This Epiphany season I am preaching a series of sermons on “How We Know God” using Wesley’s Quadrilateral as a template. Each Sunday in worship I will be talking about one of the 4 sources we use to know God: Scripture, Experience, Tradition, and Reason. Here, in anticipation of the General Conference on A Way Forward coming up in February, I will be writing about how these 4 sources of knowing God have informed my current opinions on the involvement of LGBTQ people in the United Methodist Church. May these reflections spark you to reflect on your own opinions and how God has been present in shaping and changing your beliefs.
Reason is the smallest side of Wesley’s quadrilateral because throughout history we have often used scripture to justify injustice. During the era of legal slavery, slaveholders and their churches justified their treatment of people as property by proof texting and twisting the scriptures. And yet at the same time, abolitionists used scripture to condemn slavery. Reason can be a dangerous tool when used without the other 3 sides. With that said, let us tread lightly.
2 Greatest Commandments
For me, reason makes us examine the world through the two greatest commandments. Love the Lord with all your being. Love others as you love yourself. It’s easy for us to say we love, but the other side of that question is just as important: Do others experience what we are doing as love? I can abuse someone and say it is because I love them. However, those harmed or even those outside of the abuse may see those actions as unloving. They may say, “That is not what love looks like.”
The acts against LGBT people have often looked unloving. Keeping them from caring for each other in sickness and health looks unloving. Keeping them from using their gifts and abilities because of who they cherish looks unloving. Keeping them from expanding their homes to love children looks unloving. Telling them they have no place in God’s family looks unloving. Forcing them to choose between romantic love and agape love looks unloving. Even worse, encouraging families to disown LGBT family members looks unloving. Jesus reminded us to be concerned more about judging ourselves rather than those around us. Let us first love correctly ourselves before we argue about the appropriateness of others' love.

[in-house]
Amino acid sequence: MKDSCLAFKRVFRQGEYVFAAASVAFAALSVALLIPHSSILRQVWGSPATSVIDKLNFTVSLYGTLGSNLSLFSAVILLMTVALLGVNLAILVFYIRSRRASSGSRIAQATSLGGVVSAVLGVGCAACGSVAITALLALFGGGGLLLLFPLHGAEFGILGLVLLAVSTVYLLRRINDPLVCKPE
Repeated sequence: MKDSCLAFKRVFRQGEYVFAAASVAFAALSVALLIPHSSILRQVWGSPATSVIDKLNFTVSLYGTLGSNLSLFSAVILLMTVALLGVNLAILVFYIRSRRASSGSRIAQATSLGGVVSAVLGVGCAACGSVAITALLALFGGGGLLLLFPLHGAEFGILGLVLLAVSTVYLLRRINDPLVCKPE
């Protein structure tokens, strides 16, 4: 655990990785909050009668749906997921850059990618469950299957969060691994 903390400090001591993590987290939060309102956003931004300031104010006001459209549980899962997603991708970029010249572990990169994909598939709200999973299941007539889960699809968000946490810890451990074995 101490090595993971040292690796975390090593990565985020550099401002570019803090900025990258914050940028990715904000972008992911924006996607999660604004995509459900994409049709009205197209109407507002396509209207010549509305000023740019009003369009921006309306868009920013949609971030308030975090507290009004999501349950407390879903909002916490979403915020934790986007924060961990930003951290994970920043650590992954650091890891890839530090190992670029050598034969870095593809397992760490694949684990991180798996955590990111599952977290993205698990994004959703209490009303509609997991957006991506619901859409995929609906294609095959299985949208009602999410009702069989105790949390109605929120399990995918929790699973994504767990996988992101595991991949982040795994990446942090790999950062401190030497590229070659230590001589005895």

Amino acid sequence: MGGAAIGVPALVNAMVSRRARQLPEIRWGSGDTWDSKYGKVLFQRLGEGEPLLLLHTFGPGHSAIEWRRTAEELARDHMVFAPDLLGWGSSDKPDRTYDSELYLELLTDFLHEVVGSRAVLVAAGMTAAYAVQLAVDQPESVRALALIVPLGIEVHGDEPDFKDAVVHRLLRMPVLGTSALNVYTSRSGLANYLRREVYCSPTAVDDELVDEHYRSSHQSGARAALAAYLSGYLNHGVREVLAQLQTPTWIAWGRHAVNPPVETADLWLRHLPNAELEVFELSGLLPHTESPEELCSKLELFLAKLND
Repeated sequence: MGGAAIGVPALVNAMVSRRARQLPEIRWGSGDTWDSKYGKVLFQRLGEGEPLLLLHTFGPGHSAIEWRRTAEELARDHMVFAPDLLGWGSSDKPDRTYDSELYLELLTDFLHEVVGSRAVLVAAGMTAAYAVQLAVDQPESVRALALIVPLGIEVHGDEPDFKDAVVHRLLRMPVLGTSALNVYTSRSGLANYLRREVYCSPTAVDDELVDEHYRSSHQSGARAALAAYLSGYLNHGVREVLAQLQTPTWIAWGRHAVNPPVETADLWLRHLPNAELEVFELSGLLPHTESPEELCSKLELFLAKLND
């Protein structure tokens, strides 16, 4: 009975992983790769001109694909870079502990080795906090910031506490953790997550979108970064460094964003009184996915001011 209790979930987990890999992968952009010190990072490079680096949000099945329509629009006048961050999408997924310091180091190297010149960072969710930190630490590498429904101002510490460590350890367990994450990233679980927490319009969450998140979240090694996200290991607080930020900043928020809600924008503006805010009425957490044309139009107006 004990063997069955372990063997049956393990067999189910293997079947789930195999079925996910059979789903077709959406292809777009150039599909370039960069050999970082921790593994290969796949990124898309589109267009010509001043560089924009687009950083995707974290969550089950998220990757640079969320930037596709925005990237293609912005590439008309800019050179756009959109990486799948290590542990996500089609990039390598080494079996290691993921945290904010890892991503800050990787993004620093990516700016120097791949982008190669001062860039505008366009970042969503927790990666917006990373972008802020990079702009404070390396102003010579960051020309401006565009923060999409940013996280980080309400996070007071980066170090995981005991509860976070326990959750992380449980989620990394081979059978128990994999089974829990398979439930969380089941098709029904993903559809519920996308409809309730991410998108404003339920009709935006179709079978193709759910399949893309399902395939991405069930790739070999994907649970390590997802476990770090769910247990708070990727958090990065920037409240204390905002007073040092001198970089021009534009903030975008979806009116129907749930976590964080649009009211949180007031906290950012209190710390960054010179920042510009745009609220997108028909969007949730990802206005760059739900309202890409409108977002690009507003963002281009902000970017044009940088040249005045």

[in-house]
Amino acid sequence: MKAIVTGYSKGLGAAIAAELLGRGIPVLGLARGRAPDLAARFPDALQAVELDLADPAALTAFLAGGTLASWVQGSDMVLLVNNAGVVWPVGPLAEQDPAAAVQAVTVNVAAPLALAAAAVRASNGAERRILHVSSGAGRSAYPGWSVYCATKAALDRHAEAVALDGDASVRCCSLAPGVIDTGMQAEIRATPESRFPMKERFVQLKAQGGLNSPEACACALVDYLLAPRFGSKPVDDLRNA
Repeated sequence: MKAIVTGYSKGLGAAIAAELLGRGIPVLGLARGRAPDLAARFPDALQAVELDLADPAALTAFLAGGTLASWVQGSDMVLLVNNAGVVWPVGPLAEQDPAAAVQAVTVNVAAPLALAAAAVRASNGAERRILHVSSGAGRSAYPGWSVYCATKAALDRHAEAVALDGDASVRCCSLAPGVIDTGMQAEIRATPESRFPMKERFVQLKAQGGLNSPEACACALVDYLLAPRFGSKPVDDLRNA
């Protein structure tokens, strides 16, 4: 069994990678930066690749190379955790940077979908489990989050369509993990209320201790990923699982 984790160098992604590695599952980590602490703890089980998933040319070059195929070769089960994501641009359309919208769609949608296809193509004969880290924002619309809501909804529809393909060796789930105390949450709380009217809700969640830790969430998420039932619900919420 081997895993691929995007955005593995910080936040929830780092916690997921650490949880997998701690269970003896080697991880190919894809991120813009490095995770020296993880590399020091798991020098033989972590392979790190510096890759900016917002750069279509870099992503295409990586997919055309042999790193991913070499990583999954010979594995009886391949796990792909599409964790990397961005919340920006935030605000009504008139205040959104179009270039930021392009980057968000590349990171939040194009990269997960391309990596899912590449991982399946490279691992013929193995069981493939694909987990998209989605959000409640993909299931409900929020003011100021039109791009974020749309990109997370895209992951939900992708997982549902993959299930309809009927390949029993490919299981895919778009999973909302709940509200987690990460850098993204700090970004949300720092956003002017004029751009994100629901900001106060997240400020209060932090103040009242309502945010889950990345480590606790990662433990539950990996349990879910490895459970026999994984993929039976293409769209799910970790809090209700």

3 Simple Rules
John Wesley used three simple rules to help him reason. Do no harm. Do good. Stay in love with God.
Do no harm. When we look at LGBTs in marriage relationships, are they harming others? No, their marriage harms no one. By not allowing marriage, are we doing harm? Yes, we are keeping committed adults from making decisions for their loved ones in hospitals and allowing only one parent to have legal guardianship of children. Denying marriage has implications that hurt families.
Do good. Are LGBT people keeping us from doing good? No. By excluding them, are we keeping them from doing good? Yes. The church is often the place where we band together to transform our communities and by excluding LGBT folks from leadership, we are getting in the way of them do as much good for the world as they can.
Stay in love with God. Is the inclusion of LGBT people in our congregations keeping us from growing closer in love with God? No. Are our policies keeping LGBT people from nurturing their own faith development through the church? Yes. We are keeping people from following God’s call on their lives. Our exclusion of LGBT folks tears them a way from the church. When it comes to ordination, we have alienated younger generation who recognize this is not a loving position. If you believe as I do that the church is God’s community to provide support and accountability and administer his grace, than forcing people out of the church is not good for their love for God.
It seems reasonable to me that God would invite people into all parts of the church and into committed relationships. It seems reasonable to me that scripture, experience, and tradition all support this as well.